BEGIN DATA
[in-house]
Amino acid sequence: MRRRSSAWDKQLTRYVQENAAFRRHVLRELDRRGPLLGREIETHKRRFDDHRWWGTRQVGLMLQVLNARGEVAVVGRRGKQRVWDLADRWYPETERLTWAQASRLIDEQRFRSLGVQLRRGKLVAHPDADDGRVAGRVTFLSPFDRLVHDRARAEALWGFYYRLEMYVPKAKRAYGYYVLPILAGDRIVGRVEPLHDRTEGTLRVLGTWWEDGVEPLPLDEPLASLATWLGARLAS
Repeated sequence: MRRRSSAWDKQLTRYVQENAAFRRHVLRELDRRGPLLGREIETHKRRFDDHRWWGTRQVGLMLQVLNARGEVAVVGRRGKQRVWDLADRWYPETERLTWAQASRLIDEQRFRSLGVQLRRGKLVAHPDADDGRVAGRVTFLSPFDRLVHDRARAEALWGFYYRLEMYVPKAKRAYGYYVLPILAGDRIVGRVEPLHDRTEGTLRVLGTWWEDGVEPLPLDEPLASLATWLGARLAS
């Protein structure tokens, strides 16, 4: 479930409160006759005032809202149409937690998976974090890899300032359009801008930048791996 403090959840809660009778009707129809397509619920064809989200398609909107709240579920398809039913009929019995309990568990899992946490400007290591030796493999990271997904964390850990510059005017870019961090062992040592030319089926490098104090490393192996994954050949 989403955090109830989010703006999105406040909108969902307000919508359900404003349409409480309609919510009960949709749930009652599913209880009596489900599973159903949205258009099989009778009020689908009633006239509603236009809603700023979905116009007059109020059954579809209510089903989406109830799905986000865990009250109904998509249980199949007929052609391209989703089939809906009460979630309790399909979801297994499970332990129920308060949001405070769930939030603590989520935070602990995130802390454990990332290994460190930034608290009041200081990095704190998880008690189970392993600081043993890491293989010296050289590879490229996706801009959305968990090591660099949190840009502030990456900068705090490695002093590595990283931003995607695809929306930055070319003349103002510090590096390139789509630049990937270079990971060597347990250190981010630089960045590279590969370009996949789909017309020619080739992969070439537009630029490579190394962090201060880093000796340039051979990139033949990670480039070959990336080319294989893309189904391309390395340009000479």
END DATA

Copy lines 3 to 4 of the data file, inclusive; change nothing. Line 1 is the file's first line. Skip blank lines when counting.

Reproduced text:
Repeated sequence: MRRRSSAWDKQLTRYVQENAAFRRHVLRELDRRGPLLGREIETHKRRFDDHRWWGTRQVGLMLQVLNARGEVAVVGRRGKQRVWDLADRWYPETERLTWAQASRLIDEQRFRSLGVQLRRGKLVAHPDADDGRVAGRVTFLSPFDRLVHDRARAEALWGFYYRLEMYVPKAKRAYGYYVLPILAGDRIVGRVEPLHDRTEGTLRVLGTWWEDGVEPLPLDEPLASLATWLGARLAS
């Protein structure tokens, strides 16, 4: 479930409160006759005032809202149409937690998976974090890899300032359009801008930048791996 403090959840809660009778009707129809397509619920064809989200398609909107709240579920398809039913009929019995309990568990899992946490400007290591030796493999990271997904964390850990510059005017870019961090062992040592030319089926490098104090490393192996994954050949 989403955090109830989010703006999105406040909108969902307000919508359900404003349409409480309609919510009960949709749930009652599913209880009596489900599973159903949205258009099989009778009020689908009633006239509603236009809603700023979905116009007059109020059954579809209510089903989406109830799905986000865990009250109904998509249980199949007929052609391209989703089939809906009460979630309790399909979801297994499970332990129920308060949001405070769930939030603590989520935070602990995130802390454990990332290994460190930034608290009041200081990095704190998880008690189970392993600081043993890491293989010296050289590879490229996706801009959305968990090591660099949190840009502030990456900068705090490695002093590595990283931003995607695809929306930055070319003349103002510090590096390139789509630049990937270079990971060597347990250190981010630089960045590279590969370009996949789909017309020619080739992969070439537009630029490579190394962090201060880093000796340039051979990139033949990670480039070959990336080319294989893309189904391309390395340009000479």